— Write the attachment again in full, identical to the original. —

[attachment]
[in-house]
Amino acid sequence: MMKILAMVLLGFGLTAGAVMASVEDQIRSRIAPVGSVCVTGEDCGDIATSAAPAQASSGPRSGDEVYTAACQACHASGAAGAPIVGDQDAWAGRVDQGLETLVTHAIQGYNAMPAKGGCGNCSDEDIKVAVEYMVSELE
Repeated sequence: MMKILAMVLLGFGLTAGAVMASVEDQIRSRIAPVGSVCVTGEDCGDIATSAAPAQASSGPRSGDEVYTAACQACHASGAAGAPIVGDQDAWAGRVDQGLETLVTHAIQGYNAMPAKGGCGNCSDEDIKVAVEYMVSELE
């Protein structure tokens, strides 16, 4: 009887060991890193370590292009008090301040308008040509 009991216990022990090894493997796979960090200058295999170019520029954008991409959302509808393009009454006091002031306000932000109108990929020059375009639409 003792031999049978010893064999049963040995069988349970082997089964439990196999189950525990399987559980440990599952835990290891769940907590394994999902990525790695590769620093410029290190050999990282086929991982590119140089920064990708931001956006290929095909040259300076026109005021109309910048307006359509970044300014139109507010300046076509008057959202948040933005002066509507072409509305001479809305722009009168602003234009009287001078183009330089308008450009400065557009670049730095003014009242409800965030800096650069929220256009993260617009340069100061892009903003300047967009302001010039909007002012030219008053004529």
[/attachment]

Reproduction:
[in-house]
Amino acid sequence: MMKILAMVLLGFGLTAGAVMASVEDQIRSRIAPVGSVCVTGEDCGDIATSAAPAQASSGPRSGDEVYTAACQACHASGAAGAPIVGDQDAWAGRVDQGLETLVTHAIQGYNAMPAKGGCGNCSDEDIKVAVEYMVSELE
Repeated sequence: MMKILAMVLLGFGLTAGAVMASVEDQIRSRIAPVGSVCVTGEDCGDIATSAAPAQASSGPRSGDEVYTAACQACHASGAAGAPIVGDQDAWAGRVDQGLETLVTHAIQGYNAMPAKGGCGNCSDEDIKVAVEYMVSELE
């Protein structure tokens, strides 16, 4: 009887060991890193370590292009008090301040308008040509 009991216990022990090894493997796979960090200058295999170019520029954008991409959302509808393009009454006091002031306000932000109108990929020059375009639409 003792031999049978010893064999049963040995069988349970082997089964439990196999189950525990399987559980440990599952835990290891769940907590394994999902990525790695590769620093410029290190050999990282086929991982590119140089920064990708931001956006290929095909040259300076026109005021109309910048307006359509970044300014139109507010300046076509008057959202948040933005002066509507072409509305001479809305722009009168602003234009009287001078183009330089308008450009400065557009670049730095003014009242409800965030800096650069929220256009993260617009340069100061892009903003300047967009302001010039909007002012030219008053004529």